590 Proceedings in Parliament relative to the New Toleration Act. of qualification in the persons preaching of land in consequence of the death of a and reaching

relation, or his holding lnd in fee sim Loid italiand said the Bill had his ple, was not considered in law a taking support as it went to extend the system to farm. This construction of the law o: Toleration, and, as far as it was re- would also, he conceived be app ied, strictive in its nature, he disapproved of under this Act, to Disse ting Ministers, it.

so that their possession of land under The Lord Chancellor did not say that such circumstances, would not deprive he could altogether agree with the them of exemptions. With respect to clause, granting exemption in favour of amendmenis, he thought some caution every person who was a teacher, or should be used, lest all the benefits preacher. that, however, would be best sought to be conferred by the Bill judged of in he Committee.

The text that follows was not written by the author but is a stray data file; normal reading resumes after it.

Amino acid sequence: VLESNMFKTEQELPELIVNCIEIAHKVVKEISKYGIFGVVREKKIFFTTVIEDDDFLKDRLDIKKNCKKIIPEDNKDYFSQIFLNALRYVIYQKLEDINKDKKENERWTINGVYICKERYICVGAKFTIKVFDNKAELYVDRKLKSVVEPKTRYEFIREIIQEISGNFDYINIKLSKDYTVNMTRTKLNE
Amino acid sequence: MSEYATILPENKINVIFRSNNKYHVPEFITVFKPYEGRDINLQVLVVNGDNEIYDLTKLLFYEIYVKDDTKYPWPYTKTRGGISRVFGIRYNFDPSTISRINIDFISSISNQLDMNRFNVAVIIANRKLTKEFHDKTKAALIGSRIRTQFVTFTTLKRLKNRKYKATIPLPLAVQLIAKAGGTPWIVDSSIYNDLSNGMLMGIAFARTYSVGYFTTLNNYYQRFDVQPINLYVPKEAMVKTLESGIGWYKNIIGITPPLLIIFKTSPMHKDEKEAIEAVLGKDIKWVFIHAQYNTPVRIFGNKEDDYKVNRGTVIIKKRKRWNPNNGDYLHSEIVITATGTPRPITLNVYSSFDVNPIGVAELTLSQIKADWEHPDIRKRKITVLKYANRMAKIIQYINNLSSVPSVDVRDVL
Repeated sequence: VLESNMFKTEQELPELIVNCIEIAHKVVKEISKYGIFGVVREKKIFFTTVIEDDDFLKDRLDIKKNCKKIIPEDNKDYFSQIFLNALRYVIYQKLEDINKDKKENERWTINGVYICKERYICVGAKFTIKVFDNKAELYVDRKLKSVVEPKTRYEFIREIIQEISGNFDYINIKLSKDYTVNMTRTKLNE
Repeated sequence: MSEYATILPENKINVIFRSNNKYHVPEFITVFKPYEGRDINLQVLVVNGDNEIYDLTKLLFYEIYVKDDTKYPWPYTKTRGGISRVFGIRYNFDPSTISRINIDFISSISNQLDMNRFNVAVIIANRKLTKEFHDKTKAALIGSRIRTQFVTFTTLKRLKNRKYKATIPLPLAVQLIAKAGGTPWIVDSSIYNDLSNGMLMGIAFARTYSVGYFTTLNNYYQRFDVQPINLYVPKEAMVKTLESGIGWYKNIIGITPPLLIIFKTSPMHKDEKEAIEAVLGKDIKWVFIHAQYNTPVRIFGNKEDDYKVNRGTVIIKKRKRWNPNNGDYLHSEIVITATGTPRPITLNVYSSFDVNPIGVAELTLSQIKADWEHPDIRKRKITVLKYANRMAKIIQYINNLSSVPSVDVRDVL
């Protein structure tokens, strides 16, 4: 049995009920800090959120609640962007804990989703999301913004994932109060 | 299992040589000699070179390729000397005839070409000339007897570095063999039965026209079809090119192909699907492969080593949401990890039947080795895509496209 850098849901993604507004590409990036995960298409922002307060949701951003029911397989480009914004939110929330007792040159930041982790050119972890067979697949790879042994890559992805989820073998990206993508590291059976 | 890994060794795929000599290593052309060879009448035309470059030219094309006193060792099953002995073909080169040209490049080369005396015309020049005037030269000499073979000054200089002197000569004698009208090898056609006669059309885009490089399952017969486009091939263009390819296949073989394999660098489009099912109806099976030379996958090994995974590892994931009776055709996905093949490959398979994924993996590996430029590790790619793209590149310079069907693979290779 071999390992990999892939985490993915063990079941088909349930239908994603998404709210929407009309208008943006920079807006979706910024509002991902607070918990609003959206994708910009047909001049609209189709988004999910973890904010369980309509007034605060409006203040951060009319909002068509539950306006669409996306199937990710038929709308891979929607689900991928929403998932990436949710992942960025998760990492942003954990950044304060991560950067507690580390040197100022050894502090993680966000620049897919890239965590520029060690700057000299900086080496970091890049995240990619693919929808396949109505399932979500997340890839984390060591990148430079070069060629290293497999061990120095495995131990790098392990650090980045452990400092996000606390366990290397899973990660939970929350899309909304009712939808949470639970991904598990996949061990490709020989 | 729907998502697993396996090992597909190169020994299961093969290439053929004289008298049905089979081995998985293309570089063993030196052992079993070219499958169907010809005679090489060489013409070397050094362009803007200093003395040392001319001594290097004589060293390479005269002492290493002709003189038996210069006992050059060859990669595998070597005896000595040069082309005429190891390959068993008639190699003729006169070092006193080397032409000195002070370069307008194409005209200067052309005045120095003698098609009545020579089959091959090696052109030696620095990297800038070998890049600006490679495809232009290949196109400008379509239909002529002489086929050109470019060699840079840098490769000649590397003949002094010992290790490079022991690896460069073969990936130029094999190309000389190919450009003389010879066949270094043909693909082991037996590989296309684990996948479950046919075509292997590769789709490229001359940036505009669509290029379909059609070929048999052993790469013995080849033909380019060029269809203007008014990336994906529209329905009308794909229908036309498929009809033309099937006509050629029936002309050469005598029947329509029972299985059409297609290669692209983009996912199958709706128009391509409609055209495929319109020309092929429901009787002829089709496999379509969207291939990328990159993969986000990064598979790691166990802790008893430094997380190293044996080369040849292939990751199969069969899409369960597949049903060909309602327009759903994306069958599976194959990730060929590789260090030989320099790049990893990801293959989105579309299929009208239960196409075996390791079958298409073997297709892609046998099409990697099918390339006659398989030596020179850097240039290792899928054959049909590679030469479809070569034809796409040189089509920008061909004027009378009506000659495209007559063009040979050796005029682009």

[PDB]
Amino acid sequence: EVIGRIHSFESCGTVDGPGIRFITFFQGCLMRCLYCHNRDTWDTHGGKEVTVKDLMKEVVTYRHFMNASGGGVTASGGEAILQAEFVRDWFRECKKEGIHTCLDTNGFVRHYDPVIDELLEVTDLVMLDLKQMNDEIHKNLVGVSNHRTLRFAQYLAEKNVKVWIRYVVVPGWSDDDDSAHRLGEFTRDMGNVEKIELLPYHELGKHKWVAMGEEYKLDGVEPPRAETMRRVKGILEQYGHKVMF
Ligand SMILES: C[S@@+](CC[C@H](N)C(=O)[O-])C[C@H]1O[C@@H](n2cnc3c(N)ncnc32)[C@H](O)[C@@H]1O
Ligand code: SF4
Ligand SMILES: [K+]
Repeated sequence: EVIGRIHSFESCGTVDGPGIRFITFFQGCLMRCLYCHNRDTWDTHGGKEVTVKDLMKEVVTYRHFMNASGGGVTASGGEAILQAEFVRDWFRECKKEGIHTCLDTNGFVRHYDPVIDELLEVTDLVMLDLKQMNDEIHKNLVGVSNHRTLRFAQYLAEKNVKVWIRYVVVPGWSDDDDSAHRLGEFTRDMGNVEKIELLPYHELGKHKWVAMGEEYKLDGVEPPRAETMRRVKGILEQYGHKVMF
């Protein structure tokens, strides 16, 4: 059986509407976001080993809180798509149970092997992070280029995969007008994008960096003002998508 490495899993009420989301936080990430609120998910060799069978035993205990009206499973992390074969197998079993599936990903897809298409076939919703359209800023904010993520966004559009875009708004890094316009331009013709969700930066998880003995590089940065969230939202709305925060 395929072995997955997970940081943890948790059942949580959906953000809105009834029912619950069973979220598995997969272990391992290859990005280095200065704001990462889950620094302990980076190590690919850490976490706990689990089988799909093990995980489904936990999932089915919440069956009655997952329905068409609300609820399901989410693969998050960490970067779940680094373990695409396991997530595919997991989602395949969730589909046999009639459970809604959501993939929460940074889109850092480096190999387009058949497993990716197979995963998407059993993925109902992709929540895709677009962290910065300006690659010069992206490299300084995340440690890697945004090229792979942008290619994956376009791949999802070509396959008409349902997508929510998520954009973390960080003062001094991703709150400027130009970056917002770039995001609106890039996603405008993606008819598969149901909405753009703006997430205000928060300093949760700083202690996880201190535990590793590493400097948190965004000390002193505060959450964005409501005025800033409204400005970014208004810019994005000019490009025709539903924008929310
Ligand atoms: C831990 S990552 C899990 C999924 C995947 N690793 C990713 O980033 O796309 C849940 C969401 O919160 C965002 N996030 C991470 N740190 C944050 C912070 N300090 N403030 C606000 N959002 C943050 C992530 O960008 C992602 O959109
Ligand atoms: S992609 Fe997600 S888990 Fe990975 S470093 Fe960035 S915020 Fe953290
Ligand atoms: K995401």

should be risked. Earl Stanhope said, however the Bill The clause was struck out. might come out of the committee, he Earl Stanhope contended, that under never meant to ohject to its passing. the words of the Bill, assemblies for re

The Bill was then read a second time, ligious worship, not consisting of more and committed for tomorrow. than 20, exclusive of the family and ser

HOUSE OF LORDS, JULY 24. vants of the occupier of the premises, The House of Lords resolved itself the doors being required not to be fastinto a committee on the Toleration ened, would be liable to be intruded Bill.